The Jewish people have the knack of keeping their balance despite being confronted by extremes. They have great ideals, but are also realists and pragmatists. They are sensitive to spirituality, with a long list of prophets and visionaries – but also know how to keep their feet on the ground. They are steeped in study of the sacred Torah, but also know how to make a living and create a warm and welcoming home environment.

This ability to balance spirituality and the practical level of life goes back to Abraham and the opening theme of the Torah portion.1 Abraham has just been circumcised, and is sitting at the entrance of his tent in the heat of the day. At this point, G‑d is revealed to him.

Now, the idea of G‑d being revealed to anyone is a very striking concept. Obviously this means some kind of intense state of consciousness. Abraham had experienced this previously, as we see in last week's Torah portion.2 There it tells us that "Abram prostrated himself face down, and G‑d spoke to him." By contrast, in our Torah portion, when G‑d is revealed to Abraham he calmly sits at the entrance of his tent.

A hint to the intensity of the Divine revelation to Abraham is expressed in the idea that this was happening "in the heat of the day." The intensity of the sun relates to the intensity of the spiritual revelation that was taking place.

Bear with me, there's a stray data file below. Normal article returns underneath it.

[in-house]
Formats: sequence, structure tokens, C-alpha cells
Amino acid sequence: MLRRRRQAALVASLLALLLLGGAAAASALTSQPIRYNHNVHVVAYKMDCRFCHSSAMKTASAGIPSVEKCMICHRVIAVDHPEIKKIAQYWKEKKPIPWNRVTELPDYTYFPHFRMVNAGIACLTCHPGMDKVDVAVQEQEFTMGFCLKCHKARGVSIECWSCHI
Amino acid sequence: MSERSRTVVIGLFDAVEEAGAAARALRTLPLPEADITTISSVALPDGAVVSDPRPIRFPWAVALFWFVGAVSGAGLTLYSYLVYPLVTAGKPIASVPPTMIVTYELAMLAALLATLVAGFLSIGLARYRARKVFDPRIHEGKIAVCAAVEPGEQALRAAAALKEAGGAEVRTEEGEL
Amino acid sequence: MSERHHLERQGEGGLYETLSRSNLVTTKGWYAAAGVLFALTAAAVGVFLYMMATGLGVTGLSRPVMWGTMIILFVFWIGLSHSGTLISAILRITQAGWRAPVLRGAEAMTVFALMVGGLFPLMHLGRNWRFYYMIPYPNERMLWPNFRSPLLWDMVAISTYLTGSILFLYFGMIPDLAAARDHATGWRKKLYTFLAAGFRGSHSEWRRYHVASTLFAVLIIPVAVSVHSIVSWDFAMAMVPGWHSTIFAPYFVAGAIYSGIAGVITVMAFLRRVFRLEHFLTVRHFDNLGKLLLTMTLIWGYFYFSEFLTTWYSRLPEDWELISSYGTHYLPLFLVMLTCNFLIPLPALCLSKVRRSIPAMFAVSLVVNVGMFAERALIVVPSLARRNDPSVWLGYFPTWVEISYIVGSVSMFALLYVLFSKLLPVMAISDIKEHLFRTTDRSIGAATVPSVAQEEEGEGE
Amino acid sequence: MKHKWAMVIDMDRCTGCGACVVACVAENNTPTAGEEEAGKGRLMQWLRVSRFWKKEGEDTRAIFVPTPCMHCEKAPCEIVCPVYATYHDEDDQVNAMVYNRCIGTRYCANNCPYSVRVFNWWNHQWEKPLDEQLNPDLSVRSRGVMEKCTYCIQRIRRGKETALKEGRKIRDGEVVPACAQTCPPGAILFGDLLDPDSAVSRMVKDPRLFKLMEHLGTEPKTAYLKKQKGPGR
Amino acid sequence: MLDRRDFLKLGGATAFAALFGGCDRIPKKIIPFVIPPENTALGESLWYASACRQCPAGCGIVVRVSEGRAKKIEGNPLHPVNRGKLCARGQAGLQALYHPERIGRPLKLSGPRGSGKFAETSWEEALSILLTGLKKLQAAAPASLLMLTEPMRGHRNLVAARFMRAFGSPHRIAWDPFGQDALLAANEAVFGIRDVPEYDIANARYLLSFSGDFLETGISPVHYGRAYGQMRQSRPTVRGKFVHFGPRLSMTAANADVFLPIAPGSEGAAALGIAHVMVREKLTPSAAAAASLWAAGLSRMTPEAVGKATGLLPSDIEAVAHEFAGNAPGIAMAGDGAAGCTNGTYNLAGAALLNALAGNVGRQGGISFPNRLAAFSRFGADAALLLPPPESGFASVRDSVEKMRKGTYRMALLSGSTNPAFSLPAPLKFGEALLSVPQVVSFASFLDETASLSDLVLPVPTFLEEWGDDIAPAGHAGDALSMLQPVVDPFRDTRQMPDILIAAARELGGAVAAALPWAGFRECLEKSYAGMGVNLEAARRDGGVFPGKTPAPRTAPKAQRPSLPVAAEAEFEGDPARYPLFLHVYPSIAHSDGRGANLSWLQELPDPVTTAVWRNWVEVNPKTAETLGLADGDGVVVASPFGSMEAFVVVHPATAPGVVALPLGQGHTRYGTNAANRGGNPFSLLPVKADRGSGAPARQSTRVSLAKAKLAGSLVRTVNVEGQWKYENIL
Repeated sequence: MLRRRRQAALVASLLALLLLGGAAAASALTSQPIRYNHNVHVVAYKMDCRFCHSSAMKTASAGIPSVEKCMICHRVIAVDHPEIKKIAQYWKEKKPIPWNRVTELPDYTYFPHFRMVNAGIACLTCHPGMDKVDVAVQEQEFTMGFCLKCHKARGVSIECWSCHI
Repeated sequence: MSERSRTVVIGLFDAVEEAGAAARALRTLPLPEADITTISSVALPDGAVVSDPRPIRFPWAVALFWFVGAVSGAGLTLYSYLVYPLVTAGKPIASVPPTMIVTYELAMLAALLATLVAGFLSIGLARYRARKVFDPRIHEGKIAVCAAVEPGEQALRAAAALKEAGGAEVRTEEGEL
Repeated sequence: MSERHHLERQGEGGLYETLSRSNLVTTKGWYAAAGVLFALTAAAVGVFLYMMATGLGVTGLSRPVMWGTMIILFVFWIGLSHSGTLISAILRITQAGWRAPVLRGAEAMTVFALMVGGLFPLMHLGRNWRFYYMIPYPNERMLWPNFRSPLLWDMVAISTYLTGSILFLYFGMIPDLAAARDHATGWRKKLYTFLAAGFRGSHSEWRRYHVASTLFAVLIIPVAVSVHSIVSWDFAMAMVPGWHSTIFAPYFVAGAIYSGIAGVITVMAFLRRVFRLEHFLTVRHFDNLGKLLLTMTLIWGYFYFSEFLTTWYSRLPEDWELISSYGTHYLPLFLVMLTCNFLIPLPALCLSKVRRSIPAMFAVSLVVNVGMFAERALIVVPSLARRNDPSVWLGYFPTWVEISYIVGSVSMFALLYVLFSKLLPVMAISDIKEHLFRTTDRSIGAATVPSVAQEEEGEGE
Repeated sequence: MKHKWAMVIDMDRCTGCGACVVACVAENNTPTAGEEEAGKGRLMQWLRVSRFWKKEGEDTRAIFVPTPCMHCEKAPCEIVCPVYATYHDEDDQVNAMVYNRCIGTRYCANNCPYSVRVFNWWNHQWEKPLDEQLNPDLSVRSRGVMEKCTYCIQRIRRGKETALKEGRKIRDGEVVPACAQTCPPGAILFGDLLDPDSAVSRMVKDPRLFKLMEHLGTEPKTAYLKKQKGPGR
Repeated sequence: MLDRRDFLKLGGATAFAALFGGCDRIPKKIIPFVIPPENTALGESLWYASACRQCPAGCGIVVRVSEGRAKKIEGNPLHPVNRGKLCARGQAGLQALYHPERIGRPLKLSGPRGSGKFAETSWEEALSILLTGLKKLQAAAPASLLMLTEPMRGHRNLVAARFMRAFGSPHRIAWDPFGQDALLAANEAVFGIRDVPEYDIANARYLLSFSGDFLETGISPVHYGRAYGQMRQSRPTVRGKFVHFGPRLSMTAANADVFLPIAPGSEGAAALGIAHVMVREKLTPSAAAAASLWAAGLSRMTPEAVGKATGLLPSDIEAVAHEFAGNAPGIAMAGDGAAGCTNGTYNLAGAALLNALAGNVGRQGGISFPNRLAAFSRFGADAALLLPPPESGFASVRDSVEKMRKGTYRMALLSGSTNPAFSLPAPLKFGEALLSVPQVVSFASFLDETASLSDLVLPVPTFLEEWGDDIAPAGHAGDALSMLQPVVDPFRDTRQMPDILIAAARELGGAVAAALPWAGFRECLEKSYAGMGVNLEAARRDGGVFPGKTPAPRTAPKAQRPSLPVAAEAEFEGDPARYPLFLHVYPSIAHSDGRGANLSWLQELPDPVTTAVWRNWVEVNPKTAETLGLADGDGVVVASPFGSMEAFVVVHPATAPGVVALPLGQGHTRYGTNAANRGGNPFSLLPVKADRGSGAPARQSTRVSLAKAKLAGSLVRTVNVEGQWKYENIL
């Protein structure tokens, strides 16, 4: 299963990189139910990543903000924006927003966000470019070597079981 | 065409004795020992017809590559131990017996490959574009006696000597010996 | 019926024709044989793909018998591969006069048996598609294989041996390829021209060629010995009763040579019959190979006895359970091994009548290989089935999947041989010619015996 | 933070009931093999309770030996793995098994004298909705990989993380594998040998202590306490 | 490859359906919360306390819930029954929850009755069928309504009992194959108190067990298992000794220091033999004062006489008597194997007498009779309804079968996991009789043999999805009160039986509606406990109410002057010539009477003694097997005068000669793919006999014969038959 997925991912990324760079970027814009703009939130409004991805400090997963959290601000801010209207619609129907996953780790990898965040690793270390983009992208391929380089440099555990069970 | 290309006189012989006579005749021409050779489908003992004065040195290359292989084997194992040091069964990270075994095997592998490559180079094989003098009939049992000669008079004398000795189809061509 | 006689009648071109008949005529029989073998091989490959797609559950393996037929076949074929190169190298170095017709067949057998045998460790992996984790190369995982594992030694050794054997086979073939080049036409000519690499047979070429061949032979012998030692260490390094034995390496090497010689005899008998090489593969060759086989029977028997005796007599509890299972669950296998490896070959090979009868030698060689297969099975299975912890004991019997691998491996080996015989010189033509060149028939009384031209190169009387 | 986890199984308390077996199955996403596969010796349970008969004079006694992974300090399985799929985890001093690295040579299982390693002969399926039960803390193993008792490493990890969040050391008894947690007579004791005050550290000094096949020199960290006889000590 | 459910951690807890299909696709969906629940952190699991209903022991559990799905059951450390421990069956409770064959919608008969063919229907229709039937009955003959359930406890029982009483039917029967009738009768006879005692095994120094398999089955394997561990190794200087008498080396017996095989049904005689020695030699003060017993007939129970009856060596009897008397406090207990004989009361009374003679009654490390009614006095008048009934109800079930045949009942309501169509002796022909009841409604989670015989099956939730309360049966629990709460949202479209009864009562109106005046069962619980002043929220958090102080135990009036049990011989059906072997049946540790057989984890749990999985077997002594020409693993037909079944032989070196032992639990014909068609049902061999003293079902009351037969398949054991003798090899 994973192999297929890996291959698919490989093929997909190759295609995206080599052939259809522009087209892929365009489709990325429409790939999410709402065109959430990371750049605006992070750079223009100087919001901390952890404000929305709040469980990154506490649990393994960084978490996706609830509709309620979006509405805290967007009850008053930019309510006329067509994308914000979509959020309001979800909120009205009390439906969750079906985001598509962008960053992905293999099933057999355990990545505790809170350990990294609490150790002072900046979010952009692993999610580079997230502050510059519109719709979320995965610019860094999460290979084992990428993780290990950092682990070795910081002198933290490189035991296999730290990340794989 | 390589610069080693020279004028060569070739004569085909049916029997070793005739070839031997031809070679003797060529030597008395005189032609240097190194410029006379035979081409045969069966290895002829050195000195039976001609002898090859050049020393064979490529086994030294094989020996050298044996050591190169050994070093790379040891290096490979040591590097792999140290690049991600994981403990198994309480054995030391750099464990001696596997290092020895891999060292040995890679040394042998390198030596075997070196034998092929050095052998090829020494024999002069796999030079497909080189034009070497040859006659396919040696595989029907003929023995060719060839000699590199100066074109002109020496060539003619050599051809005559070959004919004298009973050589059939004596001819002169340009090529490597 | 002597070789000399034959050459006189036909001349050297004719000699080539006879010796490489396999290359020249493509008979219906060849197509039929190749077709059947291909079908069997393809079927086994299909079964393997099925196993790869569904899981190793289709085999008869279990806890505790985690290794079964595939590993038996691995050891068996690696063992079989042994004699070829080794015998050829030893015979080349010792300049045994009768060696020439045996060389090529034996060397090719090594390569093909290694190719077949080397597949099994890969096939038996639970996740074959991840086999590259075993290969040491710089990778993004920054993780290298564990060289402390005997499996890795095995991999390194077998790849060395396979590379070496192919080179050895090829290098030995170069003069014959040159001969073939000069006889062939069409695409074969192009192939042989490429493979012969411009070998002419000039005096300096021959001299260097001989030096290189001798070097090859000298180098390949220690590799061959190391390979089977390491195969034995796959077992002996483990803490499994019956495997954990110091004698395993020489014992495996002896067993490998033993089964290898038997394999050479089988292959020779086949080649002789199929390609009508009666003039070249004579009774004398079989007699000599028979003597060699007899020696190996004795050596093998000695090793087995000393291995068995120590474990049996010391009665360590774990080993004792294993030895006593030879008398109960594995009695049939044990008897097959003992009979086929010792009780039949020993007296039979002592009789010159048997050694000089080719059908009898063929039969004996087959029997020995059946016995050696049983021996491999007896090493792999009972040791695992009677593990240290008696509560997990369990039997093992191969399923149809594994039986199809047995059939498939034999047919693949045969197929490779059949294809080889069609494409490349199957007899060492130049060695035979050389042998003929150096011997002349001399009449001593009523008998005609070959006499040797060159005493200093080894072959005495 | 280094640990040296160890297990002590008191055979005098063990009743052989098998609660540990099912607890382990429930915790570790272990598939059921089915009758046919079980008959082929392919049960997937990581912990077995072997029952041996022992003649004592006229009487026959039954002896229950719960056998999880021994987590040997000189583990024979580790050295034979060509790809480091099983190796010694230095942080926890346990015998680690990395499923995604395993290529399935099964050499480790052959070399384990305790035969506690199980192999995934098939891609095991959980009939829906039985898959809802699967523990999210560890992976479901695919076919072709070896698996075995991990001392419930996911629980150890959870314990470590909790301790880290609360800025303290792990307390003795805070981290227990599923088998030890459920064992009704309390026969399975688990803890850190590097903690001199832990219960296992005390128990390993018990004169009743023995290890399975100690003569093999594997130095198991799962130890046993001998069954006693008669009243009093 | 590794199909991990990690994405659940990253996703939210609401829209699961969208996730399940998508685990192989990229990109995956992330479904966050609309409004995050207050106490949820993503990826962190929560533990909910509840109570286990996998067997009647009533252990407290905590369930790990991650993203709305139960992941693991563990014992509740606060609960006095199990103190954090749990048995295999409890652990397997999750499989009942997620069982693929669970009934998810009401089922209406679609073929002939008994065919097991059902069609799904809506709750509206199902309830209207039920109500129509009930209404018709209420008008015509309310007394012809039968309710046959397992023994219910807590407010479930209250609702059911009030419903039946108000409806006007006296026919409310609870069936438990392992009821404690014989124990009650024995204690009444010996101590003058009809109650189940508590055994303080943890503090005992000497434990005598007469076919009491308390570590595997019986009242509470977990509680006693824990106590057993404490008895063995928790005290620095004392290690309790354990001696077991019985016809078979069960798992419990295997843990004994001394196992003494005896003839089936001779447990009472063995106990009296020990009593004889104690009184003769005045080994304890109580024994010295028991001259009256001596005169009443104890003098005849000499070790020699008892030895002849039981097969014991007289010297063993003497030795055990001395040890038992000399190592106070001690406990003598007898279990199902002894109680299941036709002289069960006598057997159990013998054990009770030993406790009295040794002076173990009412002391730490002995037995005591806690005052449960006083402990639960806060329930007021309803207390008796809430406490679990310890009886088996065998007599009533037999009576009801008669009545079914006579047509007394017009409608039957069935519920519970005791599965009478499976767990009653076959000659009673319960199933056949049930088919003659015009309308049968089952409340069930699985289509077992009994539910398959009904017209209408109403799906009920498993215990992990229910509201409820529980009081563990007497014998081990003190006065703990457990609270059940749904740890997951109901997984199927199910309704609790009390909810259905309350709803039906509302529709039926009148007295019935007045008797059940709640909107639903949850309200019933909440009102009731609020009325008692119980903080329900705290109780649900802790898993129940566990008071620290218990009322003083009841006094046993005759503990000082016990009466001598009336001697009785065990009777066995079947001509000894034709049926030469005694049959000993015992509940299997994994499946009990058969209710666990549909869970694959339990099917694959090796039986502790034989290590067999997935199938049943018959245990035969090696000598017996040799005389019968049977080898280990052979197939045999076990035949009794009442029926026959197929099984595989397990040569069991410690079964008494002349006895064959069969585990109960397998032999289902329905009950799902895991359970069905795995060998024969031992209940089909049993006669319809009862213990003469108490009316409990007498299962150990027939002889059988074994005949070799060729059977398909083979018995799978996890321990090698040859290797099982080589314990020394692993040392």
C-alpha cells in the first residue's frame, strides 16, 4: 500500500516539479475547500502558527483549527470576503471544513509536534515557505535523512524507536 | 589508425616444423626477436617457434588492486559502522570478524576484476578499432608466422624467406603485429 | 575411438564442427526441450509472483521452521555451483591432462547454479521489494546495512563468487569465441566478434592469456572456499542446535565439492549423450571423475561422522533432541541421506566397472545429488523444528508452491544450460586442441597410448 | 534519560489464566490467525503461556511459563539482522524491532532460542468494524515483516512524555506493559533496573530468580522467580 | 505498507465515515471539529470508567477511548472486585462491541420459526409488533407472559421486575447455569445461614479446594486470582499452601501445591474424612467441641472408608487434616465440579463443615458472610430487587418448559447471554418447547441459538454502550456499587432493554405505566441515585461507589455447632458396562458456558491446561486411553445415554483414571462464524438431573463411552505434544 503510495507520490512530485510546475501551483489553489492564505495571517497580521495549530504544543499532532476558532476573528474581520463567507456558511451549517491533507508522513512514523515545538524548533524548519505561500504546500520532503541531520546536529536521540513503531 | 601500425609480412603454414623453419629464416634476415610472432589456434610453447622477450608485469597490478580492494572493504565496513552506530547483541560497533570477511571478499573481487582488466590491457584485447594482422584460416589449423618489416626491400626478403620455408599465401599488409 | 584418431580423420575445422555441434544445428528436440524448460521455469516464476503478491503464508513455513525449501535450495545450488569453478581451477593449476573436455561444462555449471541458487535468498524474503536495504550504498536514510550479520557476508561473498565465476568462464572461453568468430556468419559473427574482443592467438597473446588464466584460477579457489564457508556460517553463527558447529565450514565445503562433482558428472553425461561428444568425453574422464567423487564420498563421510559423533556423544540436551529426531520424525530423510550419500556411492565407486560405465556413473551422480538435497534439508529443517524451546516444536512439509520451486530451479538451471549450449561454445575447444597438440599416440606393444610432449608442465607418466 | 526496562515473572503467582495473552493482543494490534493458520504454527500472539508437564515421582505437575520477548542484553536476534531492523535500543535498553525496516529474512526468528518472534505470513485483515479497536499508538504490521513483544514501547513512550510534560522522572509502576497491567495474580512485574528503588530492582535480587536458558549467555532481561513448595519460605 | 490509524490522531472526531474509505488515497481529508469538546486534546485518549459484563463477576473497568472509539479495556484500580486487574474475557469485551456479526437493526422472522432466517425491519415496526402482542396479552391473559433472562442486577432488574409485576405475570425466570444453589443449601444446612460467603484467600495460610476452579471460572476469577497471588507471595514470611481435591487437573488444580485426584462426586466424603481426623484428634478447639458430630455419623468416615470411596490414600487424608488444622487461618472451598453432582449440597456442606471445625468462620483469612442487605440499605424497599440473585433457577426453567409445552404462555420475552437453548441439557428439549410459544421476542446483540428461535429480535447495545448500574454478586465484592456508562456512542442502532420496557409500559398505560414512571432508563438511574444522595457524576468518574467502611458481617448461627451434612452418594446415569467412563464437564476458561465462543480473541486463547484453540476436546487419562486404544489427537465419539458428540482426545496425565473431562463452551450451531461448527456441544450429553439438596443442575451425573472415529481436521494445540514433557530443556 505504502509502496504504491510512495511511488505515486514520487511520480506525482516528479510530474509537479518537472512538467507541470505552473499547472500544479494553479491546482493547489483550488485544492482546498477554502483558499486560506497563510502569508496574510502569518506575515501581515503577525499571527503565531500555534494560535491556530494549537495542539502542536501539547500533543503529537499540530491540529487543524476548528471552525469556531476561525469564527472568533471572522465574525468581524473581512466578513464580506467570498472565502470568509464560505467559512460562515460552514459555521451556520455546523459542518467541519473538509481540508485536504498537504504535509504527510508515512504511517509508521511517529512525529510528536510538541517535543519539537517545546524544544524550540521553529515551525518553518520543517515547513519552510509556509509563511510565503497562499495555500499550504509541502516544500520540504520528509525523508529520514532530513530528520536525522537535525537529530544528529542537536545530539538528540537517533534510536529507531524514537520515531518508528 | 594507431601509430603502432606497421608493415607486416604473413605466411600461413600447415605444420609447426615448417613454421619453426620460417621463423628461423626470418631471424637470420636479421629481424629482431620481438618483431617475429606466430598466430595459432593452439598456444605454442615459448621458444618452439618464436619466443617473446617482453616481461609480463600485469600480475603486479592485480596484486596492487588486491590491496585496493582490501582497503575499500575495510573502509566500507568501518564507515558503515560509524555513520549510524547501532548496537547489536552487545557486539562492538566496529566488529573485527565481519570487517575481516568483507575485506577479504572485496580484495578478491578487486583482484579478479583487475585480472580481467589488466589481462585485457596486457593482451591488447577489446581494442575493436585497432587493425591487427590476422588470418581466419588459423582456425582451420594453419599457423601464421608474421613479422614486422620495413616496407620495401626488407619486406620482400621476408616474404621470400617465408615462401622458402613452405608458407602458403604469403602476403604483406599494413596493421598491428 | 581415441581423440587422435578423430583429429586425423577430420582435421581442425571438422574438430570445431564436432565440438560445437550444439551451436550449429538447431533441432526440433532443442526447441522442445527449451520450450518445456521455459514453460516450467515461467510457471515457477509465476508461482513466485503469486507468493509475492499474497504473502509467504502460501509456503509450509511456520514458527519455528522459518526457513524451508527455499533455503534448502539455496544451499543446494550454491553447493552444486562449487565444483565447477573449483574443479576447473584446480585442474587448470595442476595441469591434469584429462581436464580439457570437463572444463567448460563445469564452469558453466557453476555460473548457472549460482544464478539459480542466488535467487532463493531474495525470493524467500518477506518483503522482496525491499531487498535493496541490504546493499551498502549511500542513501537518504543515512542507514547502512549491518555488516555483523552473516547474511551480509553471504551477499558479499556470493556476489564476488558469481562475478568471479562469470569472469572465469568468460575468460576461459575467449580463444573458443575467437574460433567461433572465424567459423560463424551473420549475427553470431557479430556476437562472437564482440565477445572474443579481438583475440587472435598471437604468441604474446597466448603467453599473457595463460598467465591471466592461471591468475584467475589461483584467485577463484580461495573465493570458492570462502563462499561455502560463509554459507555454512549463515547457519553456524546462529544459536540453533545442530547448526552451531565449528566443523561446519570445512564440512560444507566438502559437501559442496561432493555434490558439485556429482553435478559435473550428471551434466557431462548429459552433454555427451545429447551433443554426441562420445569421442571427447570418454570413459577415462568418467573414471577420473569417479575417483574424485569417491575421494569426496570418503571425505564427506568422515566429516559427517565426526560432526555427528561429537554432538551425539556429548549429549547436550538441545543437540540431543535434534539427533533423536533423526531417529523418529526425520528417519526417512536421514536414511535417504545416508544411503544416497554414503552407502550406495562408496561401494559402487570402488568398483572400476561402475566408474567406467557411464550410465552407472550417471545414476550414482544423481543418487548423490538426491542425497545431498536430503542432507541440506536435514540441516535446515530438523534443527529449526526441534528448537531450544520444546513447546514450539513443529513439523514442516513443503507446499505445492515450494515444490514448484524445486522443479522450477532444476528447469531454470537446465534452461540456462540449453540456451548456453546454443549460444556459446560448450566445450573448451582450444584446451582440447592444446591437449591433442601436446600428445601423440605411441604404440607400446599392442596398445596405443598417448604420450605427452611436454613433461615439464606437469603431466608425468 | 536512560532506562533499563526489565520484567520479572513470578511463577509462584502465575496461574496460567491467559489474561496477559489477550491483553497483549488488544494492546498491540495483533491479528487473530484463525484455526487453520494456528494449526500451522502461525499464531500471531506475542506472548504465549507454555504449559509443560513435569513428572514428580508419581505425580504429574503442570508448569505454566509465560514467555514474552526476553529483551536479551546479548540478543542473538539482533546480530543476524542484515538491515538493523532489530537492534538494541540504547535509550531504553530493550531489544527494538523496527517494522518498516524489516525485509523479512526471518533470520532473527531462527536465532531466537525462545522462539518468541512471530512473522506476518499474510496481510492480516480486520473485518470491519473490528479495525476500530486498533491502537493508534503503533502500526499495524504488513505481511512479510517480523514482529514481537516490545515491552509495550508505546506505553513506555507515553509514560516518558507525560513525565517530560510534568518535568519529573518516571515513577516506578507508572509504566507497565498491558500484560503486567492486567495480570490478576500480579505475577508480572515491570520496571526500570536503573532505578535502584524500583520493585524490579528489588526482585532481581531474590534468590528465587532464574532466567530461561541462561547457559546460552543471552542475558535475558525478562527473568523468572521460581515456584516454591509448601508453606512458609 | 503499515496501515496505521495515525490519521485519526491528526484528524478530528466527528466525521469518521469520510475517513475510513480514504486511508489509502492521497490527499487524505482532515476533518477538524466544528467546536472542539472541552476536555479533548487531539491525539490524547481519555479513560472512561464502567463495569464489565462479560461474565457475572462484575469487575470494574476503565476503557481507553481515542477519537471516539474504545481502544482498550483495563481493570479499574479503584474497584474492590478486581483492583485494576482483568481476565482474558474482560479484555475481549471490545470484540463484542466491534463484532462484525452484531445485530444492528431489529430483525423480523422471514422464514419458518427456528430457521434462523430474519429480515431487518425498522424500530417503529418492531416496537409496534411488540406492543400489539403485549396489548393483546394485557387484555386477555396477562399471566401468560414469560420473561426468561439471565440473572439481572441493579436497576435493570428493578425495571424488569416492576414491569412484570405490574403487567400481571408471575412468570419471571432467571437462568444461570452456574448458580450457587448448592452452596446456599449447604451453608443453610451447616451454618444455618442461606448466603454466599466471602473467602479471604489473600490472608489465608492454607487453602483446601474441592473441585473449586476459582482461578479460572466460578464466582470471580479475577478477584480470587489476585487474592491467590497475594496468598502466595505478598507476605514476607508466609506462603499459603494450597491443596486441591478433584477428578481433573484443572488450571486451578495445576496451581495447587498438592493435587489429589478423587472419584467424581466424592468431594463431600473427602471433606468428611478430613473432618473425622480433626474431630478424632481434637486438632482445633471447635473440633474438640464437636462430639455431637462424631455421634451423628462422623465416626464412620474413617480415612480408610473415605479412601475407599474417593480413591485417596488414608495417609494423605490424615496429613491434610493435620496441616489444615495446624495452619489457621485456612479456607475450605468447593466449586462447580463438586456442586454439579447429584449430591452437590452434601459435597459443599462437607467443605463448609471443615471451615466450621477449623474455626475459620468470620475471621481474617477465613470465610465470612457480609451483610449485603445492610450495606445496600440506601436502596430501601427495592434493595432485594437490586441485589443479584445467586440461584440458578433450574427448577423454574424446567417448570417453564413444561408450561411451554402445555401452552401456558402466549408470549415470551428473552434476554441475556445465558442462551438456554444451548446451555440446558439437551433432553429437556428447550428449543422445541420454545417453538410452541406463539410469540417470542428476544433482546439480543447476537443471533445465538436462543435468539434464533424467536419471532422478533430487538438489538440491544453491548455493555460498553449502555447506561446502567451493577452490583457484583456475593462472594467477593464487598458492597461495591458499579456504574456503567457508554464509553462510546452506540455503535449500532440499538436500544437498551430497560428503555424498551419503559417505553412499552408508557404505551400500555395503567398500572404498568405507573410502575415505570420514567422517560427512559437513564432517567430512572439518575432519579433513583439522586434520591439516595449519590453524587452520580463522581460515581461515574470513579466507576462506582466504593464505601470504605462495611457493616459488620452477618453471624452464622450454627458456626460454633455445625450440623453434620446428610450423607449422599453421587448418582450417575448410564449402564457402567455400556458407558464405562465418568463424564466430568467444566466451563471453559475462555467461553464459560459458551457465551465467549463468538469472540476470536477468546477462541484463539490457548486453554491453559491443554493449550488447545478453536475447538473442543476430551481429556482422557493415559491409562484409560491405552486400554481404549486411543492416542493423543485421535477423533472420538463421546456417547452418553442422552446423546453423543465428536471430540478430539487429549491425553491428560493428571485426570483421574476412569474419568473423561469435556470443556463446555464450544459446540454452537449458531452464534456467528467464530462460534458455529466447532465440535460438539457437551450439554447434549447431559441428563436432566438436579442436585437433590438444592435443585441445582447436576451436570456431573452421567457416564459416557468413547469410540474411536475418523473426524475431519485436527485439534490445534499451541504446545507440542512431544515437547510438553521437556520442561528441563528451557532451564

Nonetheless, Abraham went on calmly sitting at the entrance. There is no indication that he was blown out of his mind. He seems to have been able to balance the exalted and intensely spiritual revelation of the Divine with being a hospitable person, sitting at the entrance of his tent and looking for guests. The Sages tell us this is because he had been circumcised. The brit, meaning the covenant with G‑d expressed by brit milah, enabled Abraham to keep his balance when G‑d was revealed to him.3

Why should circumcision have this effect? One explanation is because it establishes a pact between G‑d and the most physical part of the person. This gives the person the ability to reach for the highest level of the sacred while at the same time keeping his feet on the ground.

According to the Sages, for a male the covenant of circumcision requires a physical operation. By contrast, a Jewish female is considered to be born circumcised. She is born with the ability to balance holiness with the reality of daily life.

Another aspect of the brit, the covenant which balances holiness and daily reality, is that it has the power to affect not only one's physical body but also the world in general. The prime example of this is the sacred Land of Israel. The Sages tell us that by merit of the covenant of circumcision, the Jewish people were given possession of the Holy Land.4 They were able to transform the Land of Canaan into the sacred Land of Israel, the land where the Divine is most intensely revealed.

This is the purpose of the Jewish people in the world: to join holiness and daily reality, including physical flesh and physical earth, with balance, tenderness and joy.5